Like all football institutions, the gravitational pull of Liverpool’s epic past is inescapable. With a sense of weighted respect and wary inevitability a procession of managers, seven since 1990 to be exact, have trooped into the bowls of Anfield to face the press on their first day in the job and paid homage to the club’s heritage whilst promising to deliver that most coveted prize of all.
When the eighth man to follow in this process back in October 2015, faced the media and showcased his gargantuan personality and guffawing laugh to English football for the first time, something felt altogether different.
Jurgen Norbert Klopp was not a guy to be cowed by anything, let alone a title drought for which he’d held no previous stake in. What the new manager was more interested in was the players he had inherited and the fans who were quickly swooning over their new man in the dugout.
Five years later and Klopp’s current outstanding crop of players have finally ended a three decade wait for a league title. The emotional fallout from this historic success will take weeks to ebb away for an army of Liverpool supporters. It may never truly subside for generations of supporters who have seen their club go so close far too often for their liking.
On five previous occasions the Reds had finished runners up with highly commendable, yet painfully inadequate points tallies. With each of these disappointments and every other failing that has tainted the club’s recent league history, the task of finally securing a 19th title seemed to grow more daunting and more difficult.
Indeed the club became bogged down and over-saddled by the cumbersome weight of it’s history. It is impossible to quantify how much of an effect this had on previous title charges, but with each passing year the drought was extended, the past seemed to loom over the football club and everybody attached to it.
Tell the world…
We are Liverpool, champions of England. pic.twitter.com/altgWn1Wda
— Liverpool FC (at 🏠) (@LFC) June 25, 2020
Some tried to harness that history, with Rafa Benitez’s coaching team installing inspirational quotes from icons of yesteryear around Melwood as they wrestled Man United for the title in 2008/09. The club’s supporters even tried to reverse the gentrification of the Kop end with campaigns to improve the atmosphere for tense league games, but ultimately the songs were mostly about the past and not what was enfolding in the uncomfortable present. Even the installation of red goal nets at Anfield in 2013 was supposedly a nod to the clubs halcyon days of the 1980’s. In truth it all felt more than a little contrived.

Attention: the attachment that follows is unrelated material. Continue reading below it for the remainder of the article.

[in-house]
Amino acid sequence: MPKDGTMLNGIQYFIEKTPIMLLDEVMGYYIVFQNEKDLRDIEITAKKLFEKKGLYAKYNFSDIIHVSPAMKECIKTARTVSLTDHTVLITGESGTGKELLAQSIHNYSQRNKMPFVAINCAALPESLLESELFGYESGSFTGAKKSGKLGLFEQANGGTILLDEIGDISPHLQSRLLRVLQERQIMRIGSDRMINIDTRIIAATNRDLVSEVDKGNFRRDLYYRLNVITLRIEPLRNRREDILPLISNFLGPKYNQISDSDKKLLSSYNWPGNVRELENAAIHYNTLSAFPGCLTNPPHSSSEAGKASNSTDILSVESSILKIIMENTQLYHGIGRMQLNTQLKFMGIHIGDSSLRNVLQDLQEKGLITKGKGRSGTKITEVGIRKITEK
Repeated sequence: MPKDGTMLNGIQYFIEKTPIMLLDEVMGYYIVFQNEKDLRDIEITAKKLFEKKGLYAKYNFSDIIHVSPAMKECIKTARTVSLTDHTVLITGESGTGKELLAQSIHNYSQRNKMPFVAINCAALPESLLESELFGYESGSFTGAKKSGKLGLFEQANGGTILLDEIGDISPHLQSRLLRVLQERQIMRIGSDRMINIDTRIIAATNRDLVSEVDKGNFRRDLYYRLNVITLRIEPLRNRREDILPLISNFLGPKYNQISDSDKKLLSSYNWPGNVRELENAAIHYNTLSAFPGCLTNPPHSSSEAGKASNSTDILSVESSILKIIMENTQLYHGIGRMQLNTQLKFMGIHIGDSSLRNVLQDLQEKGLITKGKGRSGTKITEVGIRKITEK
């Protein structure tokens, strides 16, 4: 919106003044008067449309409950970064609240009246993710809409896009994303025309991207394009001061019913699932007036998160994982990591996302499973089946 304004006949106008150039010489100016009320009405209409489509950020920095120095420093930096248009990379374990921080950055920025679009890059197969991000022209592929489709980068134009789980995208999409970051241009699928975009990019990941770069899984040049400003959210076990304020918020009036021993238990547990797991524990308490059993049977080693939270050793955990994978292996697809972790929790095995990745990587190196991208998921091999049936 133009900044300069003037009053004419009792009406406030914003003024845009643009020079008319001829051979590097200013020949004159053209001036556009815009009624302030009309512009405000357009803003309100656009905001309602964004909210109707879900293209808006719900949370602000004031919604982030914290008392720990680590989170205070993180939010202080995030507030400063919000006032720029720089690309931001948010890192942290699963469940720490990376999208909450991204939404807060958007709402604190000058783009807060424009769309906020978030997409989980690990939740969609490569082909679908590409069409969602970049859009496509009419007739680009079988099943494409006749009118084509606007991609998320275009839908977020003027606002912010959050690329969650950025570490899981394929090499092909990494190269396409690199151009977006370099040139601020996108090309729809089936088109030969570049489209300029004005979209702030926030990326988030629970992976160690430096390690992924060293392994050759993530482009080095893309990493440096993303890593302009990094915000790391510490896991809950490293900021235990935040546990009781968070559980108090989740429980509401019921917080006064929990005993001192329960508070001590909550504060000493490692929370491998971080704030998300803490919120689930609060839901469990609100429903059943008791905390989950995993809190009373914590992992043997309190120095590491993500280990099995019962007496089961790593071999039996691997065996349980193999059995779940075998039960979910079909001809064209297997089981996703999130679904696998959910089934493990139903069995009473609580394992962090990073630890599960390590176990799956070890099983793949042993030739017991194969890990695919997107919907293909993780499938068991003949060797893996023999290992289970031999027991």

Klopp though has been impervious to the expectations and burdens of antiquity. While the German manager has always been respectful of the club’s achievements he has also been overly conscious to focus on what his current players are able to do. Speaking before the epic clash with Manchester City in the Champions League back in 2018 Klopp summed up his attitude to the situation quite well:
“I like these things. These are cool. But this club is already so full of history. I meet people every day who can tell me about goals Liverpool have scored 36 years ago in the 57th minute. I like that. We need to be proud of our history but we need to create our own…”
Unshackled by such heavy chains, he was free to build a team of fighters in his own image. The football gradually evolved until the players had become his archetypal agents of chaos on the pitch, hunting in packs and sweeping all aside.
On the sideline, the manager conveyed a full spectrum of genuine emotions that endeared him even to some hardened rivals, who watched on warily as Liverpool gathered momentum.
An English Premier League title has never previously been delivered with so many games left on the calendar, but in truth, Liverpool’s march to the title under Klopp has been in motion since the beginning of 2108/19.
“I called my family 10 seconds before the final whistle. I told them I loved them, they told me they loved me.
“Then I put the phone on the table and said ‘leave it on, because in four or five seconds something special can happen’.”
The boss ❤️ pic.twitter.com/0KJJZ0EeT6
— Liverpool FC (Premier League Champions 🏆) (@LFC) June 26, 2020
Again, whereas previous managers and their teams have wilted and fallen back after a second place finish, Klopp’s Reds marched on, determined to write their own pages in the Anfield logbook. A 97 point haul last term would have won any league title in pretty much any other era, but Manchester City’s excellence under Pep Guardiola cruelly denied Liverpool and put their wait into a 30th year.
Regardless of such a dramatic near miss, Klopp has kept on carrying on and not allowed his players for one single second, to feel self-pity and allow the gravity of the situation to interfere with his progress.
For such an obviously emotional guy to have so successfully circumnavigated one of the most daunting aspects of the Liverpool job is remarkable. More pragmatic men than he have previously been in the hot seat and failed to take the next step. Notably, Gerard Houllier and Rafa Benitez both got their respective sides on a significant upward trajectory only to miss out by a narrow margin and then wilt under the pressure of history and expectation.
Klopp has not only managed to avoid the fate of predecessors, he has also shielded his players from such pressure and allowed them to enjoy their football and revel in their status as domestic and European top dogs.
In the end, as the news sank in that the longest of title interludes was finally over, Klopp was overwhelmed with emotion and could barely speak to the media. He will forever be the man who brought the title back to Anfield and conquered the previously insurmountable peak of Liverpool’s glorious past. His own pages in history have now been written as his team joins the bulging ranks of immortals at Anfield.